Why we fly
“I could not be more thankful for the service provided by this charity, and I believe I would not be alive today if it wasn’t for the speed and hard work of the air ambulance crew."
Adrenaline junkie Megan Reeves had completed over 300 skydives when she had what she describes as a “freak accident” after jumping out of a plane at 13,000 feet.
“Everything that could go wrong did go wrong. I went from being absolutely terrified to accepting that I was going to die, but thankfully I survived,” she says.
Megan (24) sustained multiple injuries and now has metal plates holding together her pelvis, spine, and right leg.
She believes that if it was not for Warwickshire & Northamptonshire Air Ambulance attending the accident at Hinton Airfield near Brackley and flying her to University Hospital, Coventry in just 13 minutes she would not have made such a good recovery.
“I don’t think I would be doing the things I am today if it wasn’t for the air ambulance coming to me and flying me so quickly to the right hospital for my injuries,” she says.
As a qualified Accelerated Free Fall licence holder, Megan was doing her first-ever wingsuit jump. A wingsuit has fabric between the legs and arms to add surface area to the human body to create a significant increase in lift.
It takes about a minute from exiting the aircraft to opening the parachute, and a further three to five minutes under canopy. Megan had to deal with a life-threatening scenario when there were problems when the parachute did not open properly.
“I was unstable when I deployed my first parachute, the force of it opening yanked me upwards causing my spine to be pulled off my pelvis. This resulted in me not being able to use my arms properly, so I could not grab onto anything. I was spiralling down at 60mph and as the first chute didn’t open properly, I needed to activate my reserve. Due to the lack of use of my arms I was unable to get my reserve parachute out until about 1,000ft above the ground by putting my whole arm through the handle and using my body weight to force it open. I hit the ground at around 50 mph, I was conscious and remembered being confused that I was alive.”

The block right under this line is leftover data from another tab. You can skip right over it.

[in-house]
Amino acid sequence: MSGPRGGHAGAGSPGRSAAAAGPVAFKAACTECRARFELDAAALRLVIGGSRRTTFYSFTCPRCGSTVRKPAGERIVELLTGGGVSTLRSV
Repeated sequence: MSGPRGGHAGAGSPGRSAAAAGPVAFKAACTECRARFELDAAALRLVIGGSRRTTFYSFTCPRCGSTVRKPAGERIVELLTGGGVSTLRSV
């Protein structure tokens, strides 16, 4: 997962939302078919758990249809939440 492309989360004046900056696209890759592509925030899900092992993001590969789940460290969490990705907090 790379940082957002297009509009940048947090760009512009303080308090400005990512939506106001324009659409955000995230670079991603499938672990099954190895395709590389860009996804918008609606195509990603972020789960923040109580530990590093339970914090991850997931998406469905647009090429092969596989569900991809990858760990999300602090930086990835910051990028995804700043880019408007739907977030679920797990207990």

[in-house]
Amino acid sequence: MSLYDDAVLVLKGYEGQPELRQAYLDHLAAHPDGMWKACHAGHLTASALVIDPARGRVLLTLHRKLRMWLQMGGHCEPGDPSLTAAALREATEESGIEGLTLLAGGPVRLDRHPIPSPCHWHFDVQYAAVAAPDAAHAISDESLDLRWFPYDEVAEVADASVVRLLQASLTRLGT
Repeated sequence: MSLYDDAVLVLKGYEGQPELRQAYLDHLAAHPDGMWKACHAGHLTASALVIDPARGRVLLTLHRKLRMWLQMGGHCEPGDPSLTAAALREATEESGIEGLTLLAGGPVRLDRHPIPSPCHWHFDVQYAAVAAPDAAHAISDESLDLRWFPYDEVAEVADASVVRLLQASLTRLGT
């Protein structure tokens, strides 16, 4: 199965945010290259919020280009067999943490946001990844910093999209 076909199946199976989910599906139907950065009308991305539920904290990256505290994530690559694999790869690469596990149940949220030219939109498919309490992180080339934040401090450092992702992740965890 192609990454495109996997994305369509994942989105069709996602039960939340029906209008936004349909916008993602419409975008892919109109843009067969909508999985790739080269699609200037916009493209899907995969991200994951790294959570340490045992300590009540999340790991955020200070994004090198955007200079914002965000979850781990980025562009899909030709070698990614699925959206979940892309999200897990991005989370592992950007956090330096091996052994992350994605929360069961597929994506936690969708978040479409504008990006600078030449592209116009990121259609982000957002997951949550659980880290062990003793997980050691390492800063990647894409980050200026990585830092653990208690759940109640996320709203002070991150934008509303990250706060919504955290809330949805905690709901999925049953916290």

Staff in the airfield’s watch tower raised the alarm and within 21 minutes of making a 999 call, the local air ambulance landed at the scene.
A land ambulance was already in attendance when the helicopter arrived.
The air ambulance critical care crew were concerned that Megan could be bleeding internally so she was put into a pelvic binder to help limit the potential blood loss.
She was given drugs to stabilise blood clotting and for pain relief, wrapped in a blizzard blanket, and put onto a scoop for the flight to Coventry.
Megan spent several weeks in hospital recovering from surgery to repair her shattered pelvis, fractured lower spine and broken ribs, right tibia, and fibula.
She underwent hydro and physiotherapy – which she is still doing today – and had to learn to walk again.
Amazingly, just over a year after the accident – which happened in February 2019 – she did a tandem skydive with a friend.
“Skydiving is an extreme sport but there is very little risk really because of all the safety procedures put in place. However, when things do go wrong, they can be very high risk. I had a freak accident. Before it happened, I was committed to skydiving and did up to eight in a day, but now I’m a little more relaxed and just do it when I feel like it,” she says.
Megan, from Tamworth, was aware of the local air ambulance before she needed their help.
“I could not be more thankful for the service provided by this charity, and I believe I would not be alive today if it wasn’t for the speed and hard work of the air ambulance crew,” she says.